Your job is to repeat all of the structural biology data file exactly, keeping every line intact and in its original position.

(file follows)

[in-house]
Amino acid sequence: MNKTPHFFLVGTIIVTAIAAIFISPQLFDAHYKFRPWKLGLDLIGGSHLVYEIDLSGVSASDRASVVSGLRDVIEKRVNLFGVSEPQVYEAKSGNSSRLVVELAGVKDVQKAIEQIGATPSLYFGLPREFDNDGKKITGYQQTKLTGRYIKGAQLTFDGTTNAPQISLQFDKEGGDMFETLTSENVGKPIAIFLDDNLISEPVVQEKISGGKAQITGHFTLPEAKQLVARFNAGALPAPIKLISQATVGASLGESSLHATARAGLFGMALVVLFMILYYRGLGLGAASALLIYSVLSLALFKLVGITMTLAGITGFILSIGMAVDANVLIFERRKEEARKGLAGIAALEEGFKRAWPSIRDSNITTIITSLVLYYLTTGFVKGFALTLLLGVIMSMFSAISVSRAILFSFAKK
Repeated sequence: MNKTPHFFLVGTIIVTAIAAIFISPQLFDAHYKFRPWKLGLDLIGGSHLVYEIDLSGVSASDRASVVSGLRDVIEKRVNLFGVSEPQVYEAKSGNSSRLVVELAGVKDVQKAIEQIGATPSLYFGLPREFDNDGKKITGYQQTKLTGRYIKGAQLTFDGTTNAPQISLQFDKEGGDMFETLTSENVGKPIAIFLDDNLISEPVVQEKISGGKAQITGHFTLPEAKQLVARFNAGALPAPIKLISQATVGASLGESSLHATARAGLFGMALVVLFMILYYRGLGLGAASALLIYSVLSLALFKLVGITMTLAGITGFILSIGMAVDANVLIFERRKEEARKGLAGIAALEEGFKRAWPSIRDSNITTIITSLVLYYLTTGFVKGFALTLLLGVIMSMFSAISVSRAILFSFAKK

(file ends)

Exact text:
[in-house]
Amino acid sequence: MNKTPHFFLVGTIIVTAIAAIFISPQLFDAHYKFRPWKLGLDLIGGSHLVYEIDLSGVSASDRASVVSGLRDVIEKRVNLFGVSEPQVYEAKSGNSSRLVVELAGVKDVQKAIEQIGATPSLYFGLPREFDNDGKKITGYQQTKLTGRYIKGAQLTFDGTTNAPQISLQFDKEGGDMFETLTSENVGKPIAIFLDDNLISEPVVQEKISGGKAQITGHFTLPEAKQLVARFNAGALPAPIKLISQATVGASLGESSLHATARAGLFGMALVVLFMILYYRGLGLGAASALLIYSVLSLALFKLVGITMTLAGITGFILSIGMAVDANVLIFERRKEEARKGLAGIAALEEGFKRAWPSIRDSNITTIITSLVLYYLTTGFVKGFALTLLLGVIMSMFSAISVSRAILFSFAKK
Repeated sequence: MNKTPHFFLVGTIIVTAIAAIFISPQLFDAHYKFRPWKLGLDLIGGSHLVYEIDLSGVSASDRASVVSGLRDVIEKRVNLFGVSEPQVYEAKSGNSSRLVVELAGVKDVQKAIEQIGATPSLYFGLPREFDNDGKKITGYQQTKLTGRYIKGAQLTFDGTTNAPQISLQFDKEGGDMFETLTSENVGKPIAIFLDDNLISEPVVQEKISGGKAQITGHFTLPEAKQLVARFNAGALPAPIKLISQATVGASLGESSLHATARAGLFGMALVVLFMILYYRGLGLGAASALLIYSVLSLALFKLVGITMTLAGITGFILSIGMAVDANVLIFERRKEEARKGLAGIAALEEGFKRAWPSIRDSNITTIITSLVLYYLTTGFVKGFALTLLLGVIMSMFSAISVSRAILFSFAKK